The sincerity of Steve Smith

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Two things were evident in his Sydney press conference. Three if you include the sick stunt pulled off by KIIS FM to mock Smith’s cheating as a distant second to a couple from Married at First Sight (MAFS). First, Steve Smith sounded sincere in his apology and his eyes looked like a man in utter distress. Second, we saw a man who was clearly intimidated by his deputy and let that get the better of him. Smith knows this will haunt him forever, as it should. At least he took ‘full’ responsibility.

Still for all of the millions these sports stars are paid, he buried his judgement and did something so monumentally stupid. How much Warner, the team ruffian, pushed him into accepting they would cheat is beside the point. The captain should have exercised his position there and then. Smith knows it was a catastrophic moment of weakness. Therefore why there is speculation he might have a shot at the position to be captain again in a couple of years is kind of pointless. He has shown he is well out of his depth in leading that team. It is a folly often made by groups to appoint the best performer as the leader.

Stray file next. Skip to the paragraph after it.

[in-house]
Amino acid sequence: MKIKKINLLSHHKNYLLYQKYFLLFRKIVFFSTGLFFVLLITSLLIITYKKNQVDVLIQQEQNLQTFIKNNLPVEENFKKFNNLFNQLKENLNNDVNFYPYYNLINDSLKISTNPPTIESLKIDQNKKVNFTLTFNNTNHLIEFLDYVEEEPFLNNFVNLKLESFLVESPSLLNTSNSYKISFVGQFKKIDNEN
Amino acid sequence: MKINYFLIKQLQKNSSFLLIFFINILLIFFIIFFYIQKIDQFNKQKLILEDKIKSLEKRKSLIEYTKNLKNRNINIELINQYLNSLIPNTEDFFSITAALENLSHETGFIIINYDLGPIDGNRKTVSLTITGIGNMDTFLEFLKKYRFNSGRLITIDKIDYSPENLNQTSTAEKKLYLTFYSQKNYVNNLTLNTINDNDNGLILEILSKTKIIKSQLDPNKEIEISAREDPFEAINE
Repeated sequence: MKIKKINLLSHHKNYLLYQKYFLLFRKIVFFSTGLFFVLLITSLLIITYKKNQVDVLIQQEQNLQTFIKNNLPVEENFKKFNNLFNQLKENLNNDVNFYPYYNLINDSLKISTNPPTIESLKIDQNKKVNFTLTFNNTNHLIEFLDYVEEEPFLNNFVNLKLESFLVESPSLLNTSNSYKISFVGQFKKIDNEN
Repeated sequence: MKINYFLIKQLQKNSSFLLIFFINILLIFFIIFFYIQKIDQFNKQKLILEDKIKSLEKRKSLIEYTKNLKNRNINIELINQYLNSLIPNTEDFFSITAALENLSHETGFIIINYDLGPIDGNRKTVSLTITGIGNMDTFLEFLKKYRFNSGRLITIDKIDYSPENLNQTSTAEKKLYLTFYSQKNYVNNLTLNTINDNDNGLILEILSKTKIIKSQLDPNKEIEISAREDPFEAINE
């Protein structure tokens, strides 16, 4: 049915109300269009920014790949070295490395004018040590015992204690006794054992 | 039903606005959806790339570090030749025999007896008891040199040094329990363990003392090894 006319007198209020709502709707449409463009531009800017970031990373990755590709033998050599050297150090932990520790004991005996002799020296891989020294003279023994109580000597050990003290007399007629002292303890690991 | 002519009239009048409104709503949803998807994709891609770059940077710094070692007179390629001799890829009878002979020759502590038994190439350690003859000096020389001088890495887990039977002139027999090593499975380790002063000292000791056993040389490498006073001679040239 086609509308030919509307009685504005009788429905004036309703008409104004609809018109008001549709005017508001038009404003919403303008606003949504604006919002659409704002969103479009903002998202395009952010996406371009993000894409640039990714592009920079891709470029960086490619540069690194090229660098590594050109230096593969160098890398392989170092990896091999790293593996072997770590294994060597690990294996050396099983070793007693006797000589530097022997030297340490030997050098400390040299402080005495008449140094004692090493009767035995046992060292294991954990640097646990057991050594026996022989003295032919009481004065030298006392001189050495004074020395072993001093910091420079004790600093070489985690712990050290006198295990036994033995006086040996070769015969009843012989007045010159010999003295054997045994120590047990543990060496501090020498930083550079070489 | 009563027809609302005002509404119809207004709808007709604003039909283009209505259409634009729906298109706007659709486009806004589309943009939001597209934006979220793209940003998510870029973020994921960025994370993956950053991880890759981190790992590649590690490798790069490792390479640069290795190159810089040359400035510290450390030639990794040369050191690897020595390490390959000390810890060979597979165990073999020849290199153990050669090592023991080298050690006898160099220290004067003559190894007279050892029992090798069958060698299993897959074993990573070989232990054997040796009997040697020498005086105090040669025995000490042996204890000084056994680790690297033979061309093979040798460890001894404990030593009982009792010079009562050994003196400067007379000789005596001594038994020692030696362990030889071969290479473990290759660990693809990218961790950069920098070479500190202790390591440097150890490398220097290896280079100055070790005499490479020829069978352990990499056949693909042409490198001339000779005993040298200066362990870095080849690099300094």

With the bat, Smith has reached the top through sheer talent. No tampering has affected his ability to amass an average that is close to approaching the late, great Sir Don Bradman. That was his ability. Being at the top should have meant that he never needed to cheat. Still, greed acts in ways that makes people do foolish things. To think his golden goose has now been well and truly crisped. It is one thing to be sorry, it is another to willfully dupe others for considerable personal financial gain with the hope one isn’t caught red-handed.

It is fraud in any other language. In the finance industry one can go to jail for market manipulation. Should sports stars get more leniency than bankers? After all had ball tampering allowed the players to extract bigger match fees and bonuses over years isn’t that the same as rigging interest rates or insider trading?

After listening to Bancroft’s press conference, it was surprising no questions touched on the sugar in the pocket during the Ashes series. He claimed Newlands was it. Should it be found that the cheating has been going on for longer, then the bans set out for the perpetrators is way too short. The problem with lying is that the truth is easier to remember.

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